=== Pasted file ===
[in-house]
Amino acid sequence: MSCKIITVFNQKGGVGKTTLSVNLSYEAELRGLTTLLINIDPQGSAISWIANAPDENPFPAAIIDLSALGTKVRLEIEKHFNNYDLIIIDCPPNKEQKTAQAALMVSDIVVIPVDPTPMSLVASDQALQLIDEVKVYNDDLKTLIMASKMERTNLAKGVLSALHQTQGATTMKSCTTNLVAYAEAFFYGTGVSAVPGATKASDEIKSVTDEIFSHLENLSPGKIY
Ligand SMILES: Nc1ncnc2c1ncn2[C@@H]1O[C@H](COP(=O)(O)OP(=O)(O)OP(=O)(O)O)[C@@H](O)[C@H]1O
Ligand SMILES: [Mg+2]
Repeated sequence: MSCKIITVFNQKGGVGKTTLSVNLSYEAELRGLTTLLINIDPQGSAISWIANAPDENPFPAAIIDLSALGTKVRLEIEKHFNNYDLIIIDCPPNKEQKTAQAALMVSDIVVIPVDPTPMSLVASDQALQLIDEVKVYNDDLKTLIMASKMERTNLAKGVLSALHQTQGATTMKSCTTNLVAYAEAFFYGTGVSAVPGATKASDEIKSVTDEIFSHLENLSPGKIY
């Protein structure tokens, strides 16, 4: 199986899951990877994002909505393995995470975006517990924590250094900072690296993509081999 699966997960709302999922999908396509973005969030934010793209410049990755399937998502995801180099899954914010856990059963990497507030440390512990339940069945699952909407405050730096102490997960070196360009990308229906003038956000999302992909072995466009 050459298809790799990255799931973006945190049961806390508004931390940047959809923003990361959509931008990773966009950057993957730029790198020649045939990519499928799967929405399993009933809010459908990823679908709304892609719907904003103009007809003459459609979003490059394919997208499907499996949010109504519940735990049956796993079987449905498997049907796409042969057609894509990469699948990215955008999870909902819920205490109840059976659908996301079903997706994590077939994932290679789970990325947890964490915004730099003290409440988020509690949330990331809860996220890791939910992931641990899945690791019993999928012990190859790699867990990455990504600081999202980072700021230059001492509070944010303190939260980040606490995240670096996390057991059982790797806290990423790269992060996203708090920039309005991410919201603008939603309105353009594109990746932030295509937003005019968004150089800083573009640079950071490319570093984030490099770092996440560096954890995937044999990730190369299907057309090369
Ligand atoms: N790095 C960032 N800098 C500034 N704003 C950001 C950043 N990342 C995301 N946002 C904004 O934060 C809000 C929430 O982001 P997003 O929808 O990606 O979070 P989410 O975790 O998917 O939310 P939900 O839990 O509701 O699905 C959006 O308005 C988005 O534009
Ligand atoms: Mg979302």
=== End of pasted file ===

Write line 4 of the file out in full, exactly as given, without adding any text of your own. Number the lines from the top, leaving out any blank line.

Ligand SMILES: [Mg+2]